A recent article published on Financial Advisor's website concluded that millennials, as well as Gen Xers, simply don’t need an advisor because they aren’t going to get any value out of working with one.

Melody Juge, the self-acknowledged  baby-boomer-centric advisor interviewed for the article, Millennials, Advisors Don't Need Each Other, Planner Says, says: “Why do you want to have a 20- or 30-something man or woman who is full of life, creativity and forward thinking be focused on the end of their life? In most cases, savings should just be automated and out of mind.” 

Yet what this statement really illustrates is not how young clients don’t need financial planning, but instead how the very label “financial planning” is being distorted. It's being turned into a euphemism for investment management and retirement planning by a retirement-centric industry, as though accumulating a giant portfolio for retirement is the only financial problem anyone in our country ever faces. And while we wish that Ms. Juge’s opinion on Gen X and Gen Y clients working with an advisor was just her opinion, it unfortunately seems to be systemic of the entire financial planning profession.

Yet the reality is that true comprehensive financial planning is about far more than just managing an accumulated portfolio for retirement spending. Financial planning is about helping clients live great lives. And arguably, we can do more for younger clients in their 20s, 30s and 40s to accomplish this mission, when they still have most of their personal and financial future lying ahead of them, still waiting to be shaped.

As Gen X and Gen Y advisors ourselves, we can’t help but turn back to our own lives when thinking about this.

Alan’s story is this: I’m 28 years old, and just five years ago I was graduating college and grad school. I had a boatload of student loans, got married and moved across the country for my first job. When I got there, I bought an investment property (a duplex), and I worked at that job for a year before leaving -- and then moved across the country again for a new job. I sold the duplex, took that second job, and six months later I got fired. At that point, I landed in a new city again and launched Serenity Financial Consulting, a financial planning firm that I started from scratch. After that, I moved yet again to Montana, started another business and sold it, started XY Planning Network, bought a condo, sold Serenity Financial Consulting, had a baby, and got divorced.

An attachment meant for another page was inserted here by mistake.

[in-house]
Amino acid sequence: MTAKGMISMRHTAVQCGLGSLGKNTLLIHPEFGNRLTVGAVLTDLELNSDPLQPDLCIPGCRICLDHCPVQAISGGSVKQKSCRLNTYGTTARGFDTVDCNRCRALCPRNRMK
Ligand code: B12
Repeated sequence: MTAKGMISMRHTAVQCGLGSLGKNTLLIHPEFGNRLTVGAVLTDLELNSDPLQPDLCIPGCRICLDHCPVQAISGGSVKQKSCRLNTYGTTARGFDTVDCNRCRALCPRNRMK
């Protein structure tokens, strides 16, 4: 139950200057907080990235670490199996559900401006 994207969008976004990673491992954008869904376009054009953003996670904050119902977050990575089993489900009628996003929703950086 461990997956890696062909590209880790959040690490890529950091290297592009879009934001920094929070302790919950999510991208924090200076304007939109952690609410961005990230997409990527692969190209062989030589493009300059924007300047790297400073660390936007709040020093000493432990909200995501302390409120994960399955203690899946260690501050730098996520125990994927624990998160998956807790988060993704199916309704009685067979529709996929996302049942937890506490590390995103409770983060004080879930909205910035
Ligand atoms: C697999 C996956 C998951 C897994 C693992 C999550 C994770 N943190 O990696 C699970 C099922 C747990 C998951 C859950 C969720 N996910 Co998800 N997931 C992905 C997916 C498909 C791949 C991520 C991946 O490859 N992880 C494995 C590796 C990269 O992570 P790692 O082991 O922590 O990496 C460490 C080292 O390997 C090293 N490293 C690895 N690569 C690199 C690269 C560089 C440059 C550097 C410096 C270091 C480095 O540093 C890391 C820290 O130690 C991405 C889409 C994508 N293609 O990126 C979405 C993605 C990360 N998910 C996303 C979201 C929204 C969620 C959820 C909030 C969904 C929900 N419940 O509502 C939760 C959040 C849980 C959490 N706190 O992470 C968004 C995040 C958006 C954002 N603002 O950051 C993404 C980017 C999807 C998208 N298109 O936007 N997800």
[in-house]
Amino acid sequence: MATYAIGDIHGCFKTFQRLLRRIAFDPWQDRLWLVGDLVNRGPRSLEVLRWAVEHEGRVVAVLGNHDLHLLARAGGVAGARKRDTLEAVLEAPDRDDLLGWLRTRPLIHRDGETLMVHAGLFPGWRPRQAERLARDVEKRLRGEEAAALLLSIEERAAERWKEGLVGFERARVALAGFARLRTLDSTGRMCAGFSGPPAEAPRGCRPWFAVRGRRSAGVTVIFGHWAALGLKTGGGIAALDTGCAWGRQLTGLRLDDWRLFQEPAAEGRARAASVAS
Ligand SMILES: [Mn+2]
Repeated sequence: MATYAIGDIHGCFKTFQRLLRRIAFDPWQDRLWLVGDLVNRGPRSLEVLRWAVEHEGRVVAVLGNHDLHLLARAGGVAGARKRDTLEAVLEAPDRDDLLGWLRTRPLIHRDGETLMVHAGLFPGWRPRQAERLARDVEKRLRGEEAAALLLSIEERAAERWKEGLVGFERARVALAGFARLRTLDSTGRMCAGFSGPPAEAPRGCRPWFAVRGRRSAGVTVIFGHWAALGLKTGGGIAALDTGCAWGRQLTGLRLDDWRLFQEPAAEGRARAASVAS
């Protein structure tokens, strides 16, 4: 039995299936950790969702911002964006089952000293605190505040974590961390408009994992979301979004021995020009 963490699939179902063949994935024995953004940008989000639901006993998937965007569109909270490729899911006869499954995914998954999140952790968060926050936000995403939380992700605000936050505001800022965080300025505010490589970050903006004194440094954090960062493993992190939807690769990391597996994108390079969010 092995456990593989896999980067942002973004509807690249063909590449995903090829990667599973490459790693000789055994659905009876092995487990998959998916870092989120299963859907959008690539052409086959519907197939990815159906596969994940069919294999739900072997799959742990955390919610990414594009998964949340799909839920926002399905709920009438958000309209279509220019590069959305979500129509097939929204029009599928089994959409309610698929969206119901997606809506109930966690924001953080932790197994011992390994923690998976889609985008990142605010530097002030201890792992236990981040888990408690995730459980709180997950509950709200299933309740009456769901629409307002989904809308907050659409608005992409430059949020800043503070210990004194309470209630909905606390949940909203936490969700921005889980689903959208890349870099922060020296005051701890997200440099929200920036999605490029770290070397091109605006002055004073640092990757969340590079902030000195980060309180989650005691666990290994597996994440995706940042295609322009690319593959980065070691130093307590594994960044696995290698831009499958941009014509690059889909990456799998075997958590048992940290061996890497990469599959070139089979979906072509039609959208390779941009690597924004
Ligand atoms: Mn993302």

Michael’s story is this: I’m 37 years old. On graduation day, I packed up everything I owned into the back of my car to take a life insurance sales job that required me to live with my parents for nine months because I wasn’t making enough money to live on my own. After a year I changed jobs and moved out, but the only way I could afford to live on my own was to rent a three-bedroom apartment with roommates so the rent could be divided three ways. I began building my credit score, and started putting myself through graduate school part time while working full time. Less than two years later, I left my job to take a lower paying one with better upside potential and launched a side hustle to earn extra income so I could save for a house down payment. Three years after that, I left my full-time job to make my side hustle a full-time business and moved in with a girlfriend. Within two years we got married, blended our finances, had a baby, moved to another state, bought a house, and made the family decision to adjust from a dual-income to a single-income household so one of us could stay home full time to raise our family.

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